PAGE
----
Overall male players sustained more cont usions, fractures, joint dislocations and musculotendinous injuries than female players. Proportionally, females sustained more severe injuries than men (p<0.0001). Significantly more injuries where sustained during competition in both males and females.
Unfortunately, women are 3 times more likely than men to tear their ACL playing soccer. When we look at elite level soccer players this jumps to women being 7 times more likely! Here are some reasons that explain why this is true. Soccer is a fast paced game with unpredictable movements when tracking the ball, or defending another player.
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Heading a soccer ball harms women more than men, study finds. MRI scans show that more areas of the brain are damaged in female players, which may help explain why they are more likely to report ...
Overall, no statistically significant gender difference was found for injuries per 100 participant-years (52.5 for female athlete versus 47.7 for males). A statistically significant gender difference in injury incidence (p < 0.001) was seen for two sports: swimming and water polo.
The proportion of injuries that are concussions (9.2 percent) in NCAA women’s soccer players is nearly double the proportion seen in NCAA men’s soccer players (5.5 percent). Surgery resulted from 2.4 percent of all injuries. Source: NCAA Sports Injury Fact Sheets.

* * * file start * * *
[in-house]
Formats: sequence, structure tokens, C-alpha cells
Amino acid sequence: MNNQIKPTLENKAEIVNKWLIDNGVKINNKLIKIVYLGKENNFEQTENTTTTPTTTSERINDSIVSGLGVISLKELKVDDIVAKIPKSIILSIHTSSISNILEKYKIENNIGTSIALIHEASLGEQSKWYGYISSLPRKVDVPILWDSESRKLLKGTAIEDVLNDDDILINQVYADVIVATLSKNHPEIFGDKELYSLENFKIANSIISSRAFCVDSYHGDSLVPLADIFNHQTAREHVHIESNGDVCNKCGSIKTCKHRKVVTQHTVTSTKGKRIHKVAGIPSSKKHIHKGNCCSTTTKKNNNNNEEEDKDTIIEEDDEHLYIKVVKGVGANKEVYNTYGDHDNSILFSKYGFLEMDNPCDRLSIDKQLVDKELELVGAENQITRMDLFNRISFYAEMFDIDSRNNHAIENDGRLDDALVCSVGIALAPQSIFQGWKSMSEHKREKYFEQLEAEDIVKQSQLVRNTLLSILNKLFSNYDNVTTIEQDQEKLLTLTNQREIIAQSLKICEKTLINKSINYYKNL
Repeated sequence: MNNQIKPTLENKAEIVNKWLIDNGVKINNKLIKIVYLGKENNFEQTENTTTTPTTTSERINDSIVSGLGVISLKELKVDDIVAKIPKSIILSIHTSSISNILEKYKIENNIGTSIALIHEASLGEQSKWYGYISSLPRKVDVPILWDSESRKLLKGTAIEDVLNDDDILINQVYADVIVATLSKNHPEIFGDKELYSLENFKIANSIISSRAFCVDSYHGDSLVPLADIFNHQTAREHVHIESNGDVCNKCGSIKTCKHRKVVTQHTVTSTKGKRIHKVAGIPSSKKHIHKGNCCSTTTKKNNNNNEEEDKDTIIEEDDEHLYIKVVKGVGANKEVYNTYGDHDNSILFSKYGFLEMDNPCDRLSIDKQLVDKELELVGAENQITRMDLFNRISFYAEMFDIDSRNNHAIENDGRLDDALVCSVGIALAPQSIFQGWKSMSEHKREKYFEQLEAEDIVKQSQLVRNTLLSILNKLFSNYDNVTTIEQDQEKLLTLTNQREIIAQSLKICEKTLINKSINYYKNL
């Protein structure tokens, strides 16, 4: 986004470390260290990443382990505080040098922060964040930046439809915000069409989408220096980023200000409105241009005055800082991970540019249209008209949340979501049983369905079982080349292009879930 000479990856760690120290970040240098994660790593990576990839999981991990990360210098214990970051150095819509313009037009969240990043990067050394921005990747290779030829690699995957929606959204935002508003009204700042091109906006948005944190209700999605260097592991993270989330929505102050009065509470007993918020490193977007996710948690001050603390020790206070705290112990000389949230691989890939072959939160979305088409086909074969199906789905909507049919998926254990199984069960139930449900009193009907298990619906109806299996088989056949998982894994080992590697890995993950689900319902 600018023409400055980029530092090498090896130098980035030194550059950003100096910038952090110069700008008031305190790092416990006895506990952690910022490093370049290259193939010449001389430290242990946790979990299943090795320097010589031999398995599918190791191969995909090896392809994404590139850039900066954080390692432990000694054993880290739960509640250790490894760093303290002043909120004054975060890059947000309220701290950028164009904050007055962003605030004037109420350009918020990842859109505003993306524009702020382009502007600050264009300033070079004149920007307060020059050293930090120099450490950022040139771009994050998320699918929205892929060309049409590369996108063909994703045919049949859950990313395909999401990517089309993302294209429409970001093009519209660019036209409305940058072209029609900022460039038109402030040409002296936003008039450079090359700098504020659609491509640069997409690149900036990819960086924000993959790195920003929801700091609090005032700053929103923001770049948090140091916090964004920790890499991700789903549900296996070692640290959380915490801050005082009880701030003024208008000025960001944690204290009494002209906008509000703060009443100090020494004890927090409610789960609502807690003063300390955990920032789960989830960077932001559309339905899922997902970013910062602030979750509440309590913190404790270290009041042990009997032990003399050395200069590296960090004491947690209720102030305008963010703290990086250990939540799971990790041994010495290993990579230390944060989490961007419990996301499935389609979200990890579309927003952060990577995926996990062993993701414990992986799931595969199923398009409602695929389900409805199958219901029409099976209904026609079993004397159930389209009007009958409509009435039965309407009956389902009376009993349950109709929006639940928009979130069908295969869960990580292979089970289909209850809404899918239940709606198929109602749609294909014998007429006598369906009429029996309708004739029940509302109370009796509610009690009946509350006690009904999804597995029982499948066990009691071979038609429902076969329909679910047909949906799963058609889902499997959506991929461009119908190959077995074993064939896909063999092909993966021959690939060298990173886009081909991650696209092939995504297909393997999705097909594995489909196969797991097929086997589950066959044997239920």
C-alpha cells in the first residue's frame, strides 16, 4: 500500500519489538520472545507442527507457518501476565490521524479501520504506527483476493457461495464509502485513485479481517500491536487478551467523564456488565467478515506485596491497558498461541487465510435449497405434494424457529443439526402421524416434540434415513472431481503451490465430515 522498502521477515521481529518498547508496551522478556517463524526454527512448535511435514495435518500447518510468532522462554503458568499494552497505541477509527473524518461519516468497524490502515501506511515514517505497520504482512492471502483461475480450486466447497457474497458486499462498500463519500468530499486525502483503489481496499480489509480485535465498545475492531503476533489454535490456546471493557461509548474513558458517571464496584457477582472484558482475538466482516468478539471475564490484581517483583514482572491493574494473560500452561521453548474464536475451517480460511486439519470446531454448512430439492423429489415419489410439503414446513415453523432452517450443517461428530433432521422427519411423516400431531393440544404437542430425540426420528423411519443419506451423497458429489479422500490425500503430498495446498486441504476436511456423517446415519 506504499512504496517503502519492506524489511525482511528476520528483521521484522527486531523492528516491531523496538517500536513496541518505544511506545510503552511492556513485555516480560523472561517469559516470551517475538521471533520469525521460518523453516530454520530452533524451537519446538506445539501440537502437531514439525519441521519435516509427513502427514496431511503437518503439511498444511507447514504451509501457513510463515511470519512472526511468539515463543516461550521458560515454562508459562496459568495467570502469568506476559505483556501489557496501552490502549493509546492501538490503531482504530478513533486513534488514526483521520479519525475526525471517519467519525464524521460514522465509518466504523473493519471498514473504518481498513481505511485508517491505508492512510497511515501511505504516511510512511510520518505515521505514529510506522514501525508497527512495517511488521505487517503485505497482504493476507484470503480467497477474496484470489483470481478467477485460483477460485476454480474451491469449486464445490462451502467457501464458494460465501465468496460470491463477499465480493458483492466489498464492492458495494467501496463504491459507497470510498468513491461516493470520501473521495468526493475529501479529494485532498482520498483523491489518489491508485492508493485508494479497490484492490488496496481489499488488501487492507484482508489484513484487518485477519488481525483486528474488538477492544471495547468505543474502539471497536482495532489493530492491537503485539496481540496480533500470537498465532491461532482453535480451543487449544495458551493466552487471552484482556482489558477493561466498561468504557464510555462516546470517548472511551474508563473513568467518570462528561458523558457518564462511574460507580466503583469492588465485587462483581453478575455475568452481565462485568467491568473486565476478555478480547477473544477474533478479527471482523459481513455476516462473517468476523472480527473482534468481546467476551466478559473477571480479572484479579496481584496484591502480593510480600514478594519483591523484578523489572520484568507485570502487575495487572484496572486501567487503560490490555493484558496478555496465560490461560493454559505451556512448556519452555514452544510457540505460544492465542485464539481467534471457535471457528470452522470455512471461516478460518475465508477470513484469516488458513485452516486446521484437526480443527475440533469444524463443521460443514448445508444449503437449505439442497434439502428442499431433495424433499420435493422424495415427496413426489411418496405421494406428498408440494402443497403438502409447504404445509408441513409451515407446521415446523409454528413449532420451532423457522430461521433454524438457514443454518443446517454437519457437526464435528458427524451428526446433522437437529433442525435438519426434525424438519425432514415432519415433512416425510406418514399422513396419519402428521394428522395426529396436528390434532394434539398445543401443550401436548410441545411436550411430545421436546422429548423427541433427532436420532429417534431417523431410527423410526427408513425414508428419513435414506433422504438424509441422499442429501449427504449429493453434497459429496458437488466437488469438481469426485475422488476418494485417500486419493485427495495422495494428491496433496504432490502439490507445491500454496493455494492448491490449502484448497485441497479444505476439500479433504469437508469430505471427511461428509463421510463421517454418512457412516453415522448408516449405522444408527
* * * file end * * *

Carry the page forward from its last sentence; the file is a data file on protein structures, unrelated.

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Injuries of this ligament are up to 6 times more common among women than men. And a number of other sports-related injuries are also more common among women. What injuries are most common among female athletes? Ankle sprain. This is the most common sports injury in both men and women, but it’s particularly common among women. Shoulder troubles. Examples include rotator cuff problems (including tendon inflammation, or tendinitis) and instability.
Their focus is on technique. Their style resembles European soccer more than the mens game does. Former U.S. player and current coach of the Women’s Professional Soccer League’s San Diego SeaLions Jen Lalor-Nielsen said: “Men’s and Women’s soccer in America is very different. Women’s soccer is softer, more thoughtful.
Overall, no statistically significant gender difference was found for injuries per 100 participant-years (52.5 for female athlete versus 47.7 for males). A statistically significant gender ...